Trump failing to track foreign cash at his hotels


Just before taking office, President Donald Trump promised to donate all profits earned from foreign governments back to the U.S. Treasury.

But MSNBC has learned the Trump Organization is not tracking all possible payments it receives from foreign governments, according to new admissions by Trump representatives. By failing to track foreign payments it receives, the company will be hard-pressed to meet Trump's pledge to donate foreign profits and could even increase its legal exposure.

The Trump Organization does not "attempt to identify individual travelers who have not specifically identified themselves as being a representative of a foreign government entity," according to a new company pamphlet. The policy suggests that it is up to foreign governments, not Trump hotels, to determine whether they self-report their business.

Take a look inside all of Trump's luxury hotels here:

Read the Trump Organization foreign profits pamphlet here

That policy matches what several sources told MSNBC — Trump Organization employees are not soliciting information about whether reservations or business is from a foreign government.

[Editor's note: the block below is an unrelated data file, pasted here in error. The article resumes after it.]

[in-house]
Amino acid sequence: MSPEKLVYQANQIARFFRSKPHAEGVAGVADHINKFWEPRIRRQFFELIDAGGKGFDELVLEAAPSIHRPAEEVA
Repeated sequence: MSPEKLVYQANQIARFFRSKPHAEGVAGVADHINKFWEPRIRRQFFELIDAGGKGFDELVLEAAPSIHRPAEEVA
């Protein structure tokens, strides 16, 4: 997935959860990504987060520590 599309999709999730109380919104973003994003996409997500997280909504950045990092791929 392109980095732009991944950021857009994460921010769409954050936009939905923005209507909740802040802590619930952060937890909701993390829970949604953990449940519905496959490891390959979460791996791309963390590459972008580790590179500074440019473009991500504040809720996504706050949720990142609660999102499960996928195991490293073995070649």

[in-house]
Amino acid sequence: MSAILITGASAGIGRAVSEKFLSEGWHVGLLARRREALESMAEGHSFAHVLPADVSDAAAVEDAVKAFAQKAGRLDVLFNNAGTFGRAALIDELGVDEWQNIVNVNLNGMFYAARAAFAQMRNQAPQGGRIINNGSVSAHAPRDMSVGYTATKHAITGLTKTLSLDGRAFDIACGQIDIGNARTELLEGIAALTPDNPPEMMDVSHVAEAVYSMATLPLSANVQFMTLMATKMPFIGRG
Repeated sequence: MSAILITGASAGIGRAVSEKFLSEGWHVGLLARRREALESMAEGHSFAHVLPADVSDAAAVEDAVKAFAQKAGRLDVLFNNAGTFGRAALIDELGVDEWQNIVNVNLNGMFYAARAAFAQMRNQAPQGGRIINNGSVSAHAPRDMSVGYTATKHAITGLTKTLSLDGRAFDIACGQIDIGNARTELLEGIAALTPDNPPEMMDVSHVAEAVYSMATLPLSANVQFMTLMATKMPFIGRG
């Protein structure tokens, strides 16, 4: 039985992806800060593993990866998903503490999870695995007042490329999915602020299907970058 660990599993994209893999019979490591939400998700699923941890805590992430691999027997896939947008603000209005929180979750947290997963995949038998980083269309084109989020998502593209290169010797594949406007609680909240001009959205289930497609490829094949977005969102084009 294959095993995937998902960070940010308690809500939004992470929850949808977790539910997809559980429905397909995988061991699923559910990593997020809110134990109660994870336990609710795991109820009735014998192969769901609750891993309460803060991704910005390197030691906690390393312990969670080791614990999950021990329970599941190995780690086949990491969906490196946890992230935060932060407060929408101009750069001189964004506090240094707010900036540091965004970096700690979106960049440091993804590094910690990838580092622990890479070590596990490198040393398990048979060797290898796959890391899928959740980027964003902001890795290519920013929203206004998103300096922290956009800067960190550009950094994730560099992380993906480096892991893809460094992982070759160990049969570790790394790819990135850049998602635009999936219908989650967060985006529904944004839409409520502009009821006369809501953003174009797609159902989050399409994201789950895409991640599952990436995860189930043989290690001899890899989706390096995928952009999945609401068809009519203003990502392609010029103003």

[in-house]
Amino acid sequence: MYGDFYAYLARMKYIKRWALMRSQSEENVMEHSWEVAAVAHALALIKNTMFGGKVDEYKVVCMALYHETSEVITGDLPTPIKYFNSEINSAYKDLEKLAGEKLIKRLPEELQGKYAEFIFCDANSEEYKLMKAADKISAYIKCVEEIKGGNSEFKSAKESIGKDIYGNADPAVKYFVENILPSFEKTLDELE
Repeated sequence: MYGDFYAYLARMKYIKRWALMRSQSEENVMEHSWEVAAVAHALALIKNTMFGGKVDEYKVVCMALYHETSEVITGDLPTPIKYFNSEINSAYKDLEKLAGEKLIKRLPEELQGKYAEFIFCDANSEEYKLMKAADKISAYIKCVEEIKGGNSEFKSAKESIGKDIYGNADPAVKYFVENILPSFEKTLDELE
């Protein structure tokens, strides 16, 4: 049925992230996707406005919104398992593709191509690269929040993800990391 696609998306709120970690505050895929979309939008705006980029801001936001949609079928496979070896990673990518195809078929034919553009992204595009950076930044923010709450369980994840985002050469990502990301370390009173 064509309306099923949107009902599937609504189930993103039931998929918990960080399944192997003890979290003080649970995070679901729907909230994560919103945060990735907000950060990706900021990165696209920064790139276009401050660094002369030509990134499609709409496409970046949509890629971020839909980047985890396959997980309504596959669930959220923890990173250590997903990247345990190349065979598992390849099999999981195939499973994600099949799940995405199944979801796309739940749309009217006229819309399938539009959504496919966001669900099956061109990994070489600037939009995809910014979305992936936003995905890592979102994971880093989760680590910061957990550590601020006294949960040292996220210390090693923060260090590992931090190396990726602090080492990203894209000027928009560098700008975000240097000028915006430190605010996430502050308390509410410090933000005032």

The U.S. Constitution bars foreign gifts to the president. In January, Trump pledged to track and donate all profits at his companies from foreign government travel and commerce.

Sheri Dillon, an attorney for the Trump organization, said during a January news conference the president-elect had directed that hotel profits from foreign governments would be donated to the U.S. Treasury because "he wants to do more than what the Constitution requires."

"President-elect Trump has decided, and we are announcing today, that he is going to voluntarily donate all profits from foreign government payments to his hotels to the United States Treasury," she said.

An open federal case in New York alleges the Trump Organization is in violation of that Emoluments Clause in the Constitution that bars foreign gifts to the president.

The company pamphlet also states that the Trump Organization does not plan to calculate foreign government profits, but rather to estimate them. "To attempt to individually track and distinctly attribute certain business-related costs as specifically identifiable to a particular customer group is not practical," the pamphlet states.

Congress to get involved

It was provided by Trump's chief compliance counsel to Rep. Elijah Cummings, the top Democrat on the House Oversight Committee.

"Under the policy outlined in this pamphlet, foreign governments could provide prohibited emoluments to President Trump, for example through organizations such as RT, the propaganda arm of the Russian government," Cummings said in a new letter.